Like the time you were going to see your ex, but I was having some sort of stupid girl troubles and you sat with me in the car for like a half hour, keeping her waiting, to make sure I was okay. I just remember being there and thinking, this is what I should be like to Trevor. This is who I want to be to the people I love.

And all of the times we’ve talked, all of the times I’ve had some sort of strange inferiority complex when speaking to you about a decision I’ve made, it’s forced me to realize – I need to have more confidence in my own capabilities. I need to not filter everything I think and do through the lens of your (or anyone’s) approval. And most importantly, I can accept offers of help, opinions, and even criticisms of myself without letting it impact me so damn much.

I’m still not great at treating you like a peer instead of a superior. There’s a decent amount I still have to let go. But I need you to know something.  I need you to know I’m learning and moving forward. I’m learning how to separate my personal validation from the comments people make on my work or my choices. I’m moving forward towards being centered and trusting myself.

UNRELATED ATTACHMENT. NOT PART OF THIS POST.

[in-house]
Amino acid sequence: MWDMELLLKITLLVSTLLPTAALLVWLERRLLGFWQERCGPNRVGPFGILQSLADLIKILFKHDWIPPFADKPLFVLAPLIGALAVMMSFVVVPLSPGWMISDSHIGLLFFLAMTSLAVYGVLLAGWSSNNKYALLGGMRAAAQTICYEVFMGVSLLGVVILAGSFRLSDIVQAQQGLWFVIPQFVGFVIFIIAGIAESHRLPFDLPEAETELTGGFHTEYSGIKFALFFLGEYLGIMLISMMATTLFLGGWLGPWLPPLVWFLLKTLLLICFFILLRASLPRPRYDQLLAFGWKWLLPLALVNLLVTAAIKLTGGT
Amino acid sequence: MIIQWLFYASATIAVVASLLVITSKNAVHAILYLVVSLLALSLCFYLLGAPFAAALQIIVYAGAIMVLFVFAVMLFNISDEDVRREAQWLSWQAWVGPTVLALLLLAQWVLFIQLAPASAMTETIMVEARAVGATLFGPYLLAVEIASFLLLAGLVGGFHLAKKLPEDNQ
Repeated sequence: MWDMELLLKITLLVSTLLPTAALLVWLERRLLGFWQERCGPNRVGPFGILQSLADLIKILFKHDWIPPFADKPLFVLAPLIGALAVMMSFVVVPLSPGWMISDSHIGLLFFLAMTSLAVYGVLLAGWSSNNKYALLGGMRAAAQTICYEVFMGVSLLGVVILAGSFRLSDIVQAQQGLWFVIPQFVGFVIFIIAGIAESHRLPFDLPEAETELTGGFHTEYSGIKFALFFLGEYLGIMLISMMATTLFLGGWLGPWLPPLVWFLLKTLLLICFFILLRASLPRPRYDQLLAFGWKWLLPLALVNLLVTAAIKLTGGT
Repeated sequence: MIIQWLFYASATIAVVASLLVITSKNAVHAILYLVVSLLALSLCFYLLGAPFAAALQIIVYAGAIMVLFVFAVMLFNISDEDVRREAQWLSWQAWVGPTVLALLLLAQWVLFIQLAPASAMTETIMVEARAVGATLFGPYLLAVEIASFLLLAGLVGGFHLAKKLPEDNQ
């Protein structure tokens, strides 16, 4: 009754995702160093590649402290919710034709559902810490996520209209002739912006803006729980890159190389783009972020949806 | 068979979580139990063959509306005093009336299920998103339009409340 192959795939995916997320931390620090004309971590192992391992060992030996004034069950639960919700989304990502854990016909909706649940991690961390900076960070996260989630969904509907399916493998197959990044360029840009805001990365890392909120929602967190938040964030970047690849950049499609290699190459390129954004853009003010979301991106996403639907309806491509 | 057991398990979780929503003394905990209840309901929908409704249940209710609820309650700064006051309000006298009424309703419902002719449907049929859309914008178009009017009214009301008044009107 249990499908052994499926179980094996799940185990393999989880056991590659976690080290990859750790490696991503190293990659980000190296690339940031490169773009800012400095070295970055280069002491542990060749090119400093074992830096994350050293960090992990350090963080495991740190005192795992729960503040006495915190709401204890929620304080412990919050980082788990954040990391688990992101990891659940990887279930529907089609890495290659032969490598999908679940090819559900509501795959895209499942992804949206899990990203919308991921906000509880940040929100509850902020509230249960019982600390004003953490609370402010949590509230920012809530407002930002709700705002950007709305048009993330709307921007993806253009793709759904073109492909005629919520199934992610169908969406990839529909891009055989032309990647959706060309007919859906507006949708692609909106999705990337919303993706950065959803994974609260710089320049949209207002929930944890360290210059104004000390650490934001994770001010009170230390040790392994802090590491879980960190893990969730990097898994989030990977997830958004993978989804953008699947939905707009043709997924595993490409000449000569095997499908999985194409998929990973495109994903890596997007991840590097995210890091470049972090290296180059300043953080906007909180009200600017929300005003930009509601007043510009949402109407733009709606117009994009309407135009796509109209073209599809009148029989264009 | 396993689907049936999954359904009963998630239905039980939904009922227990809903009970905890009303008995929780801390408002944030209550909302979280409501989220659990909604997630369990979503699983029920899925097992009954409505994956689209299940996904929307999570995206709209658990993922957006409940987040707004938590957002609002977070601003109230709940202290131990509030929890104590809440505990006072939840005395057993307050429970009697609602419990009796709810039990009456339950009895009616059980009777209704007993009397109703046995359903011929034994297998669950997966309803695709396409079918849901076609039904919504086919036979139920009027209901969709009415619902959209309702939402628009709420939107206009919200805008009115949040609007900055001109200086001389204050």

I need you to know I’m sorry for the way I’ve treated you the past few years. I had so much anger and such a lack of understanding. Every time you tried to help me or offer advice, I lashed out at you. I remember feeling so bitter all the time; I’m so glad that part is over. But there are still reparations to be made.

I need you to know that I know you care about me. Everything you do for me (even if it’s not something that’s best for me at the time) is because you want to see me succeed. I’ve been so lucky in my life to have a whole community of people standing behind me, rallying me and inspiring me to do more, and you’re straight in the middle of that. It may be only in hindsight, but I appreciate all that you’ve done for me.

I know it’s easy to find ourselves back home and regressing to our high school selves. I know it’s a lot harder to remind ourselves that we’ve all undergone an enormous amount of personal growth – and that the person we are now is not the person we remember the last time we saw each other. I think all of us are blind to the improvements the others have made.

But we’re improving. And I’m proud of you even as I’m proud of myself, because we’re starting to put the worst parts of ourselves to rest and become our most perfect selves.

I love you. I need to visit more. Even if all you want to do is play Fortnight.


Little brother

Second Summer

(Reed’s Song of the Day: How Deep is Your Love, by Calvin Harris and Disciples)

I’m back, bitches.

I apologize for the hiatus; I was finishing out my last week at work, and then I had a friend over for the better part of a week. But now I am officially able to dedicate all my time, thoughts, and energy to you….

…because I’m once again unemployed.